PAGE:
I’m definitely going to watch it. I want to see what it’s like. How will it shape up compared to the well-loved (and totally shitty, in my opinion) 50 Shades of Grey? Will it portray people practicing Risk-Aware Consensual Kink? Will there be negotiation? How heavy will the bondage and impact play be? What will the characters be like?

It’s so hard to get what I want from mainstream portrayals of BDSM. People are naturally complex. Some people come to the BDSM and kink community after trauma has happened and use it to work through/past those experiences and the marks they’ve left, and it’s unrealistic to pretend that everyone goes into a scene centered and emotionless. Trauma can play into a person’s kinky/sex life in a huge way, and that may or may not result in unethical or unsavory behavior. I feel like we should be able to have complex characters and explore their stories, and I feel like we should see them make mistakes, but we shouldn’t pretend that a troubled past is to blame for mistakes and shittiness. Some people are just shitty.

I want to see characters who may be flawed, but who learn from their experiences. But mainstream media so often does a disservice to the complexity of human beings in minority demographics, so those of us who see behind the BDSM stereotypes revile Christian Grey, and those of us who don’t understand abusive dynamics in relationships end up celebrating Christian Grey: a controlling, jealous, abusive asshole who hides behind a dominant persona because his mom didn’t love him enough or whatever. So many 50 Shades fans think Christian’s possessiveness is “romantic,” and that his rough childhood is what drew him to “sexual deviance,” and that it validates “why he is that way.”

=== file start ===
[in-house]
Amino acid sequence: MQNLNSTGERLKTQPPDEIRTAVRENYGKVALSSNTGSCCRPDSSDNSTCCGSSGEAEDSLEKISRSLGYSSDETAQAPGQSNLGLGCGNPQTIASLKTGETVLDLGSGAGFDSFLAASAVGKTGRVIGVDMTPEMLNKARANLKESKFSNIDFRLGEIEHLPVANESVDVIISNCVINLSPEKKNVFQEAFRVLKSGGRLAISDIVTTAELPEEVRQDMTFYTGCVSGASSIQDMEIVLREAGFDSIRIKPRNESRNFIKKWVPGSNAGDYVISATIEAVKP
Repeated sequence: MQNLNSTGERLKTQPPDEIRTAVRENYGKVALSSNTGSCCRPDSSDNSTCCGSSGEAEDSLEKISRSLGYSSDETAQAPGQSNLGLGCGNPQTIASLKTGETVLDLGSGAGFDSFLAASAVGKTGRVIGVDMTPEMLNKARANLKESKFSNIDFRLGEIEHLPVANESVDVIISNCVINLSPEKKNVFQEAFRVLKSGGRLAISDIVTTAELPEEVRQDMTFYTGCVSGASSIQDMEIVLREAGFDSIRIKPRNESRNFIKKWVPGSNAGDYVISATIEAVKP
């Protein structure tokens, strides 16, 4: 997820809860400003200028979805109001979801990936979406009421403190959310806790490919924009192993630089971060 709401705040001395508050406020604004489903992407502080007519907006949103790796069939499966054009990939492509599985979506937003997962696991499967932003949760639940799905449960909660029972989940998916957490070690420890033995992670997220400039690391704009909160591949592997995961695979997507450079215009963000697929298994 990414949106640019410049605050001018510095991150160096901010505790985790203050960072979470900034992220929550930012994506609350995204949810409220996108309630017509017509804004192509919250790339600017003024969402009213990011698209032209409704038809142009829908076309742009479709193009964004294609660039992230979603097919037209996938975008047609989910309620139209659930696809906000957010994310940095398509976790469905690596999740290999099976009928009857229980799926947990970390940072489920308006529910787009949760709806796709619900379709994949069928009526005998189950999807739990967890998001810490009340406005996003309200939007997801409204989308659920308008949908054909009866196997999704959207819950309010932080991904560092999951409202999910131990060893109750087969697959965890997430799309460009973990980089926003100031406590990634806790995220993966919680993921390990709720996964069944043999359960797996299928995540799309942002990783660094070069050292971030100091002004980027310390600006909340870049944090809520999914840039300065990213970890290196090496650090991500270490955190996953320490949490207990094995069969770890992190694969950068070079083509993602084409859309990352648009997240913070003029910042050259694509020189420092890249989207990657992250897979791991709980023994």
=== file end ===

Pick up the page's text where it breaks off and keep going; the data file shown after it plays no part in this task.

I do not want to see a Christian Grey in Submission.

Here’s what I want to see in Submission: I want to see someone who didn’t come to BDSM solely because of a “fucked-up” past. I want to see someone who respects boundaries and doesn’t feel compelled to track their submissive’s every movement. I want to see a submissive enthusiastically explore what kink has to offer. Hell, maybe the submissive should be the one with more experience – that would certainly change the typical BDSM narrative dynamic. Real life BDSM isn’t The Story of O over and over again.

I don’t know what the psychological dynamics will be like, but what I’m seeing in the trailer is a cast that appears to be composed of white, skinny cisgender people. I want more than that! I would lap up a show with a diverse cast – people of color, people with disabilities, trans and nonbinary people, people with bodies bigger than size 4, 8, or even 12. I want to see a show where characters talk about power dynamics in the context of American racism, where handicapped-accessible dungeons exist, where gender is disregarded or actively fucked, and where fat bodies are celebrated.